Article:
You can define the looping limits for the tcl environment with the scripting tcl recursion-limit iterations command. The default recursion limit is 1000 interations.

Running the tclsh Command

You can run tcl commands from either a script or on the command line using the tclsh command.


Note


You cannot create a tcl script file at the CLI prompt. You can create the script file on a remote device and copy it to the bootflash: directory on the Cisco NX-OS device.


Procedure
      Command or Action Purpose
    Step 1 tclsh [bootflash:filename [argument ... ]]


    Example:
    switch# tclsh ?
      <CR>
      bootflash:  The file to run
    
     

    Starts a tcl shell.

    If you run the tclsh command with no arguments, the shell runs interactively, reading tcl commands from standard input and printing command results and error messages to the standard output. You exit from the interactive tcl shell by typing tclquit or Ctrl-C.

    If you run the tclsh command with arguments, the first argument is the name of a script file containing tcl commands and any additional arguments are made available to the script as variables.

     

    This example shows an interactive tcl shell:

    switch# tclsh
    switch-tcl# set x 1
    switch-tcl# cli show module $x | incl Mod
    Mod  Ports  Module-Type                      Model              Status
    1    32     1/10 Gbps Ethernet Module        N7K-F132XP-15      ok
    Mod  Sw              Hw
    Mod  MAC-Address(es)                         Serial-Num
    Mod  Online Diag Status
    Left ejector CLOSE, Right ejector CLOSE, Module HW does support ejector based shutdown.
    switch-tcl# exit
    switch#
     

    This example shows how to run a tcl script:

    switch# show file bootflash:showmodule.tcl
    set x 1
    while {$x < 19} {
    cli show module $x | incl Mod
    set x [expr {$x + 1}]
    }
     
    switch# tclsh bootflash:showmodule.tcl
    Mod  Ports  Module-Type                      Model              Status
    1    32     1/10 Gbps Ethernet Module        N7K-F132XP-15      ok
    Mod  Sw              Hw
    Mod  MAC-Address(es)                         Serial-Num
    Mod  Online Diag Status
    Left ejector CLOSE, Right ejector CLOSE, Module HW does support ejector based shutdown.
    switch#
     

    Navigating Cisco NX-OS Modes from the tclsh Command

    You can change modes in Cisco NX-OS while you are running an interactive tcl shell.

    Procedure
        Command or Action Purpose
      Step 1 tclsh


      Example:
      switch# tclsh
      switch-tcl# 
       
       

      Starts an interactive tcl shell.

       
      Step 2 configure terminal


      Example:
      switch-tcl# configure terminal
      switch(config-tcl)# 
       
       

      Runs a Cisco NX-OS command in the tcl shell, changing modes.

      Note   

      The tcl prompt changes to indicate the Cisco NX-OS command mode.

       
      Step 3 tclquit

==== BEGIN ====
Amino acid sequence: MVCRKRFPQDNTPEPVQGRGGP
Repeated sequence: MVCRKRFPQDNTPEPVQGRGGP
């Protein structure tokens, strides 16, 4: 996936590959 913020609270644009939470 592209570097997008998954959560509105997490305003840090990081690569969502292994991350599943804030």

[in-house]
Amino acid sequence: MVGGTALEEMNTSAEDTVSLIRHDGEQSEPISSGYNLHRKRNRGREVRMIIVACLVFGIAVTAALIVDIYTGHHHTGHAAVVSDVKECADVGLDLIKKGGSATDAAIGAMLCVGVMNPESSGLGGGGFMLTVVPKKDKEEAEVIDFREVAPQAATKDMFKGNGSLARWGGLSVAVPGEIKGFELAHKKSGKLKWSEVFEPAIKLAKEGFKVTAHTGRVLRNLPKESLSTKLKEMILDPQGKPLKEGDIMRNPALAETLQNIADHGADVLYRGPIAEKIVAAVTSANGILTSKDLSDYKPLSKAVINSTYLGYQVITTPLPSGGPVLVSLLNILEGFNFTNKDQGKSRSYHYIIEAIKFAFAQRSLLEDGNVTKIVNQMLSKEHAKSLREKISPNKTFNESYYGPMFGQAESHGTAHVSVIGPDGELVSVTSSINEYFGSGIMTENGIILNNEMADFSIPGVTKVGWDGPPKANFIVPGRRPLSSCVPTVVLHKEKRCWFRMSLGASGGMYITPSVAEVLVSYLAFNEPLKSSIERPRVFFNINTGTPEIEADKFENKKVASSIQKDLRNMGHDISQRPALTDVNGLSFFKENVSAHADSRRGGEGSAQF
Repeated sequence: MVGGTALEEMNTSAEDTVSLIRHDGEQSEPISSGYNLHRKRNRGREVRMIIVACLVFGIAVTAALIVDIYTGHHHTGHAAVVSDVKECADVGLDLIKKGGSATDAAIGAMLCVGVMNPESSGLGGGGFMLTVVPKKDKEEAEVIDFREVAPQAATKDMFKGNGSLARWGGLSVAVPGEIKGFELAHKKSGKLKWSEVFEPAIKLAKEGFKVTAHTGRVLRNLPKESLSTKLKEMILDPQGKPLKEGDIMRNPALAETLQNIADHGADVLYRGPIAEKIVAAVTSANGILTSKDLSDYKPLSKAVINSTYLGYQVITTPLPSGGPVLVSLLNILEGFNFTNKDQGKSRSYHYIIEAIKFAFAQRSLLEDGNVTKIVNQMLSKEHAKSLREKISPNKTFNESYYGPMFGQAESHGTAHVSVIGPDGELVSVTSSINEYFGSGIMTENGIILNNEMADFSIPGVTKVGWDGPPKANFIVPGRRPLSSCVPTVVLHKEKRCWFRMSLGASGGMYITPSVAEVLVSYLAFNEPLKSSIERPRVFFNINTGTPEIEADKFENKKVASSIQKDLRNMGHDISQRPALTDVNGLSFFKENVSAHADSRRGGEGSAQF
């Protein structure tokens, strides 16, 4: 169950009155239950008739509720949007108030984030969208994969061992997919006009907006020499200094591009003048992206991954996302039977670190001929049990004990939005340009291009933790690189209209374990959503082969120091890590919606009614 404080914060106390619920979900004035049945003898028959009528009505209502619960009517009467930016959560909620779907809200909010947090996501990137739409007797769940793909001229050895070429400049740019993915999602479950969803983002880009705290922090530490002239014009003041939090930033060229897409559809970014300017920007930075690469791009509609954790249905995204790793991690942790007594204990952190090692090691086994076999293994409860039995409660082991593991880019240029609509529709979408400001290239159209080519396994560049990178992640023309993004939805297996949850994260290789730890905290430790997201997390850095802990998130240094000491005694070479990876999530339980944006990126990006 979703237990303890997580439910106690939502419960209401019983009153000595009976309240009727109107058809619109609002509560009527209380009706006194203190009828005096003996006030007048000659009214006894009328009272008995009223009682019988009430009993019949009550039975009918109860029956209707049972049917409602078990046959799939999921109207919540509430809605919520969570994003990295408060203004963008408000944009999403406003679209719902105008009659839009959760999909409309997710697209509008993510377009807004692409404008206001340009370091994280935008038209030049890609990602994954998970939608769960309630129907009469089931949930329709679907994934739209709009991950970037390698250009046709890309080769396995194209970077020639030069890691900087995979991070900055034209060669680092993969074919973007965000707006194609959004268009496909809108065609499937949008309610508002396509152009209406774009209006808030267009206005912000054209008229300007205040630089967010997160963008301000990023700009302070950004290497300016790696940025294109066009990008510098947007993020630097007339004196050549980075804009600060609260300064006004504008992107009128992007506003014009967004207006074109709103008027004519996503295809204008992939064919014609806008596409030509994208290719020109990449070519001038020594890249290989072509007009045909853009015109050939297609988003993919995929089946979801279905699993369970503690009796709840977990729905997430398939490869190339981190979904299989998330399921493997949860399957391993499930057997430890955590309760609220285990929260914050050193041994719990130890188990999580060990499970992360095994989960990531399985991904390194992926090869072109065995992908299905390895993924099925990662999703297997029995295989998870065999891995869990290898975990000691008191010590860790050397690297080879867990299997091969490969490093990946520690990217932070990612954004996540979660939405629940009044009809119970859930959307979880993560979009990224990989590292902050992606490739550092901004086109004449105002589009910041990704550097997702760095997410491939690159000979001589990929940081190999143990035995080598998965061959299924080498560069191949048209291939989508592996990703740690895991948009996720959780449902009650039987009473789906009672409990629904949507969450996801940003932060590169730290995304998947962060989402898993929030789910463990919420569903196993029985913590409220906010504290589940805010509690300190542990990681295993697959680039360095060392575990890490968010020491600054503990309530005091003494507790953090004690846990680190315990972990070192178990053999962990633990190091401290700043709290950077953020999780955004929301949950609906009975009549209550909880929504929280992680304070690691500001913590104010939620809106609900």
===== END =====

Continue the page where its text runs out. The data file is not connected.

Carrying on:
Example:
      switch-tcl# tclquit
      switch# 
       
       

      Terminates the tcl shell, returning to the starting mode.

       

      This example shows how to change Cisco NX-OS modes from an interactive tcl shell:

      switch# tclsh
      switch-tcl# configure terminal
      Enter configuration commands, one per line.  End with CNTL/Z.
      switch(config-tcl)# interface loopback 10
      switch(config-if-tcl)# ?
        description  Enter description of maximum 80 characters
        inherit      Inherit a port-profile
        ip           Configure IP features
        ipv6         Configure IPv6 features
        logging      Configure logging for interface
        no           Negate a command or set its defaults
        rate-limit   Set packet per second rate limit
        shutdown     Enable/disable an interface
        this         Shows info about current object (mode's instance)
        vrf          Configure VRF parameters
        end          Go to exec mode
        exit         Exit from command interpreter
        pop          Pop mode from stack or restore from name
        push         Push current mode to stack or save it under name
        where        Shows the cli context you are in
      
      switch(config-if-tcl)# description loop10
      switch(config-if-tcl)# tclquit
      Exiting Tcl
      switch#
       

      Tcl References

      The following titles are provided for your reference:

      • Mark Harrison (ed), Tcl/Tk Tools, O'Reilly Media, ISBN 1-56592-218-2, 1997
      • Mark Harrison and Michael McLennan, Effective Tcl/Tk Programming, Addison-Wesley, Reading, MA, USA, ISBN 0-201-63474-0, 1998
      • John K. Ousterhout, Tcl and the Tk Toolkit, Addison-Wesley, Reading, MA, USA, ISBN 0-201-63337-X, 1994.
      • Brent B. Welch, Practical Programming in Tcl and Tk, Prentice Hall, Upper Saddle River, NJ, USA, ISBN 0-13-038560-3, 2003.
      • J Adrian Zimmer, Tcl/Tk for Programmers, IEEE Computer Society, distributed by John Wiley and Sons, ISBN 0-8186-8515-8, 1998.